Date: 23 December 2015 08:07
Baku, Azerbaijan, Dec. 22
By Umid Niayesh- Trend:
Israel’s gas export to Turkey is a realistic plan, however Tel Aviv cannot replace the Russian gas in Turkey’s market, at least at the short term, an energy expert, Micha’el Tanchum told Trend.
Tanchum, who is a non-resident senior fellow at the Global Energy Center and the Eurasian Energy Futures Initiative at the Atlantic Council, believes that Israeli natural gas exports via an undersea pipeline is commercially viable and makes economic sense for both Turkey and Israel.
Geopolitically, the return to strategic cooperation between the two countries is beneficial to the national interests of each, the expert said, adding the recent diplomatic breakthrough thus has a sound economic and foreign policy basis.
Talking about the possible obstacles of laying a pipeline from Israel to Turkey considering the geographic and political conditions in the region, Tanchum said that the only significant obstacle is the Cyprus issue, as any pipeline would have to cross the claimed economic exclusion zone of the Republic of Cyprus.
“However, there are positive signs about significant progress towards a resolution of the Cyprus problem. Again, the economic and geopolitical interests align,” he added.
There is a strong possibility, perhaps better than any time in the past, the two sides will reach a mutual accommodation in 2016 that may allow for the construction of an undersea pipeline, according to Tanchum.
Commenting on the volume of Israel’s gas export to Turkey, he said various proposals for the undersea pipeline call for Israel initially to export 8-10 billion cubic meters annually.
“This volume is equivalent to about 17-20 percent of Turkey’s 2014 natural gas imports.
Thus, natural gas imports from Israel would represent a significant diversification of Turkey’s natural gas supply mix.”
The expert further said that to put it in perspective, the proposed initial export volume of Israeli gas is equivalent to 29-37 percent of the total volume that Turkey imported from Russia in 2014.
Of course, by the time Israeli gas would enter the Turkish system, Turkey’s overall consumption will be higher but there is the potential for more Israeli gas to be transported to Turkey, Tanchum said.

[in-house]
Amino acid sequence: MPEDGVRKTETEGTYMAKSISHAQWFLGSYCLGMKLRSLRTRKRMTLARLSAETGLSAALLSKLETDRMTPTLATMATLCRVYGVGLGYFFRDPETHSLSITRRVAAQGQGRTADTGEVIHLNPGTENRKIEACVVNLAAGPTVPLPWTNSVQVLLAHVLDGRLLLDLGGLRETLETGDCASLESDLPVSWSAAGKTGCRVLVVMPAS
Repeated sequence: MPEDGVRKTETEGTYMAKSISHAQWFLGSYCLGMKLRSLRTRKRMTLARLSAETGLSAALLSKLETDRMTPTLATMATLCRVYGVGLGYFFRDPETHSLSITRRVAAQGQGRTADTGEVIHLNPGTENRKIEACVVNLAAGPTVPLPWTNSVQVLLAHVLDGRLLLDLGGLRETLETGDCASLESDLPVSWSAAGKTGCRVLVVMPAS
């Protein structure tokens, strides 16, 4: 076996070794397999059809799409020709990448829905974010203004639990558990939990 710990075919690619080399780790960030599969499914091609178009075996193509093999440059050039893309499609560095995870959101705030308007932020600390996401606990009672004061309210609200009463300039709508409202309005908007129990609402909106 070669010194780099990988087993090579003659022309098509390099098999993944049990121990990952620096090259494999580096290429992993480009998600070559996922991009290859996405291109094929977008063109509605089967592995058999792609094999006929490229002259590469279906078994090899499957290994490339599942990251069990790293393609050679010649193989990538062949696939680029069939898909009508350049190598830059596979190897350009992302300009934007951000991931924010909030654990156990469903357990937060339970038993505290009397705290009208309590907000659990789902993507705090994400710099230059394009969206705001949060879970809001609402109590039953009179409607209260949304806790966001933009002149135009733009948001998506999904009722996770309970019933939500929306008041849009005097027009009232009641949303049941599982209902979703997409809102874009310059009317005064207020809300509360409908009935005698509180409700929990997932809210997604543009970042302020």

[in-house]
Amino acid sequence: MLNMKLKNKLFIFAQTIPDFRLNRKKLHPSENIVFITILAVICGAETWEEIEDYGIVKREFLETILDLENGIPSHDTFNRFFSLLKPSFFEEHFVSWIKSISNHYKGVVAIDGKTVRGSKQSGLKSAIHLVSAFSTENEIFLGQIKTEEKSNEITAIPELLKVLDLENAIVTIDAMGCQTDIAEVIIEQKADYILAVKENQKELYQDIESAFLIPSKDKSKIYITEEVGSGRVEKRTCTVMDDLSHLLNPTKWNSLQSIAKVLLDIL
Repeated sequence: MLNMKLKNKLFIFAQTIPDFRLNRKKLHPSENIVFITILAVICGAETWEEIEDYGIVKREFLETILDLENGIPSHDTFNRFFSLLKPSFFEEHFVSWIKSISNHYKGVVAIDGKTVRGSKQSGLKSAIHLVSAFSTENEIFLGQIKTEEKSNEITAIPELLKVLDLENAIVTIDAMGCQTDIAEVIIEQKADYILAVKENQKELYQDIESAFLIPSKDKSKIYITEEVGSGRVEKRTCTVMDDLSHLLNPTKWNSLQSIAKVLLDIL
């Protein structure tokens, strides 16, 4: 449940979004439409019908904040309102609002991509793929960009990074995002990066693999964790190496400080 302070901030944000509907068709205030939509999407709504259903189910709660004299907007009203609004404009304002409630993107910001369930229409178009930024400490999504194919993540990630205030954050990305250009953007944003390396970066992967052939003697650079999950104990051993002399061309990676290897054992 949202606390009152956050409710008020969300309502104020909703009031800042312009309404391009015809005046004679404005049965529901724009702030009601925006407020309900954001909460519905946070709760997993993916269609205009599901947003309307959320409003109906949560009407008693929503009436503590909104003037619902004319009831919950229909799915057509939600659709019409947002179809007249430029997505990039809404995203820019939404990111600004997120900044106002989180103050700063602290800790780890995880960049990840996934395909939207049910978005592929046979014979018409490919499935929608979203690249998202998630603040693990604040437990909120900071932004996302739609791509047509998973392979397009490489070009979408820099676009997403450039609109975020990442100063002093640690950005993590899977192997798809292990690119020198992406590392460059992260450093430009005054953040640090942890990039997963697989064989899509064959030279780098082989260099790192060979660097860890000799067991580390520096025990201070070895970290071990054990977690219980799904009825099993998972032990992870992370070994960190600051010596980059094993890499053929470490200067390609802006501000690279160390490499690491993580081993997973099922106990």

“We actually do not know how much natural gas there is in the eastern Mediterranean basin as there has not been sufficient exploration,” he said, adding the 2015 discovery by ENI of the massive Zohr gas field off Egypt’s coast is a potent reminder of this.
Once Turkey and Israel agree to a supply contract, it would be possible to obtain financing for further exploration. And, such exploration could result in another significant gas find in the region, the expert underlined.
After the deterioration of relations between Moscow and Ankara due to the downed Russian SU-24 bomber, Turkey and Israel are taking steps to restore their bilateral relations.
Israel’s Prime Minister Benjamin Netanyahu emphasized the possibility of supplying Israeli gas to Turkey and said this factor can “change the relations between the two countries.”
Israel’s gas reserve total a trillion cubic meters, according to various estimations. The Leviathan field accounts for as much as 620 billion cubic meters of this volume, 303 billion cubic meters – from the Tamar field and 58 billion cubic meters – from two smaller fields adjacent fields.
Umid Niayesh is Trend Agency’s staff journalist, follow him on Twitter: @UmidNiayesh
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